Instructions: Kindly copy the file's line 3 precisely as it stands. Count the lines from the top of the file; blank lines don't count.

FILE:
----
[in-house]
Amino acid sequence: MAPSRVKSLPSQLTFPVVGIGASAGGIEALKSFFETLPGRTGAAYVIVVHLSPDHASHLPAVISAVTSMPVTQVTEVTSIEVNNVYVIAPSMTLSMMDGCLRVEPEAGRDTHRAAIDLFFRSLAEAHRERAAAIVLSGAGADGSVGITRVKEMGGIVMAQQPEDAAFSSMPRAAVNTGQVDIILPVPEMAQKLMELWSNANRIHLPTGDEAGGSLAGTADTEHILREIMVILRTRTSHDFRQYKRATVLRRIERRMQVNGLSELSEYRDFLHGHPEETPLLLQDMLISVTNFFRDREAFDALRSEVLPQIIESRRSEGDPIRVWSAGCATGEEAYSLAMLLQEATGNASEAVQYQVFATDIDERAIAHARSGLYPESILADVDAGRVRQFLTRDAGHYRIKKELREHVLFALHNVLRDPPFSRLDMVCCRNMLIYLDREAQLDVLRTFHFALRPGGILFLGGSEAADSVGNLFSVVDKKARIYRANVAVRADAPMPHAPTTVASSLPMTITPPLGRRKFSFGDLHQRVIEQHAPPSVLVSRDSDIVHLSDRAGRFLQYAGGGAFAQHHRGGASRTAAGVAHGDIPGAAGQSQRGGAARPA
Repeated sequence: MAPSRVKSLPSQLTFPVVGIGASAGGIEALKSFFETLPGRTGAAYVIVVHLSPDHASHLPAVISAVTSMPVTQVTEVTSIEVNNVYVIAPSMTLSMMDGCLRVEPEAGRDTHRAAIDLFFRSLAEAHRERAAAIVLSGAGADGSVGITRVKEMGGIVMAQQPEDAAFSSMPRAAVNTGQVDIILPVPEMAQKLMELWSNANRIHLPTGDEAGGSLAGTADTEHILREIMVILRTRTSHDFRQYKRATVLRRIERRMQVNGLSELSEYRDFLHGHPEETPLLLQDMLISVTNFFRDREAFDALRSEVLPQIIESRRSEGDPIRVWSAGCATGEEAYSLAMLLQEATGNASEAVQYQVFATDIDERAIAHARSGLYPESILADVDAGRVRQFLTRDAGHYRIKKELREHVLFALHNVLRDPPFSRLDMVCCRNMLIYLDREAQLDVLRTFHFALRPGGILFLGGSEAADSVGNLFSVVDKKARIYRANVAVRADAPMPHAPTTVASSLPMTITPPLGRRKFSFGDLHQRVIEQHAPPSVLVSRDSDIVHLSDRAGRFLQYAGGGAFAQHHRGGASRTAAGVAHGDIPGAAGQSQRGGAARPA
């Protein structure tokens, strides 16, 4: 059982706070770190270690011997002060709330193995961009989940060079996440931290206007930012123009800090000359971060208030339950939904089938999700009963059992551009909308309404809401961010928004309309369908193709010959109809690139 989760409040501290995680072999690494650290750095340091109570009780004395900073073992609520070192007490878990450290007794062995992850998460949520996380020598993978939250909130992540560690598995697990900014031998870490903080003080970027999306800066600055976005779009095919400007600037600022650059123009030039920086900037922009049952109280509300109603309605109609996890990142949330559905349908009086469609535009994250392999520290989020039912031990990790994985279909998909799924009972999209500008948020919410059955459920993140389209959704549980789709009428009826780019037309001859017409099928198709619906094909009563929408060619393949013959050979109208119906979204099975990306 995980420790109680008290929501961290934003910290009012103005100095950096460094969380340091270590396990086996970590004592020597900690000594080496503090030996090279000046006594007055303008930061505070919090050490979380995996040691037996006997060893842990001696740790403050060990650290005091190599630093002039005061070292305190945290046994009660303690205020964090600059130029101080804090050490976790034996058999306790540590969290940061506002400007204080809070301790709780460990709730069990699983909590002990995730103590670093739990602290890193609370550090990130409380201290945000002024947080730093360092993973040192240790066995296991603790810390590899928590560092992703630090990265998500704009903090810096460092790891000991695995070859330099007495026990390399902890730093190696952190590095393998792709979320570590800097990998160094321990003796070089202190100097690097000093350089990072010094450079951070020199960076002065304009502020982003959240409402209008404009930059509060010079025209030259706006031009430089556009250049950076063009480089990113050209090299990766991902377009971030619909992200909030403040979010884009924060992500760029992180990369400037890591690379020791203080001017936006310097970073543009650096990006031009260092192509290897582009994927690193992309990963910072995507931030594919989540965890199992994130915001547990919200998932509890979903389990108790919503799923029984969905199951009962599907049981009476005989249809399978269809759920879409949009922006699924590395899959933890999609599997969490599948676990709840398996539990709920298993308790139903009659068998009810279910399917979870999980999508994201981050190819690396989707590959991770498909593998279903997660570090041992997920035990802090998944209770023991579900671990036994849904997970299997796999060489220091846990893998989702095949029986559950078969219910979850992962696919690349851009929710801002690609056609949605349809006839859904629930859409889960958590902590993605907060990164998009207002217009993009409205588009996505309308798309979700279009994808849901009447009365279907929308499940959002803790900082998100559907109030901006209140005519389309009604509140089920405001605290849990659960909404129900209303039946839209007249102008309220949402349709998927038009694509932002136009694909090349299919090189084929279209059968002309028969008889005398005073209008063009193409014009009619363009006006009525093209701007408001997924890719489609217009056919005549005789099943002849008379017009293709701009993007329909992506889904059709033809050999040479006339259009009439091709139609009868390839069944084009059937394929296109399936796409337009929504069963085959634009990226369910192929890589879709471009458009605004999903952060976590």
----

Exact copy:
Repeated sequence: MAPSRVKSLPSQLTFPVVGIGASAGGIEALKSFFETLPGRTGAAYVIVVHLSPDHASHLPAVISAVTSMPVTQVTEVTSIEVNNVYVIAPSMTLSMMDGCLRVEPEAGRDTHRAAIDLFFRSLAEAHRERAAAIVLSGAGADGSVGITRVKEMGGIVMAQQPEDAAFSSMPRAAVNTGQVDIILPVPEMAQKLMELWSNANRIHLPTGDEAGGSLAGTADTEHILREIMVILRTRTSHDFRQYKRATVLRRIERRMQVNGLSELSEYRDFLHGHPEETPLLLQDMLISVTNFFRDREAFDALRSEVLPQIIESRRSEGDPIRVWSAGCATGEEAYSLAMLLQEATGNASEAVQYQVFATDIDERAIAHARSGLYPESILADVDAGRVRQFLTRDAGHYRIKKELREHVLFALHNVLRDPPFSRLDMVCCRNMLIYLDREAQLDVLRTFHFALRPGGILFLGGSEAADSVGNLFSVVDKKARIYRANVAVRADAPMPHAPTTVASSLPMTITPPLGRRKFSFGDLHQRVIEQHAPPSVLVSRDSDIVHLSDRAGRFLQYAGGGAFAQHHRGGASRTAAGVAHGDIPGAAGQSQRGGAARPA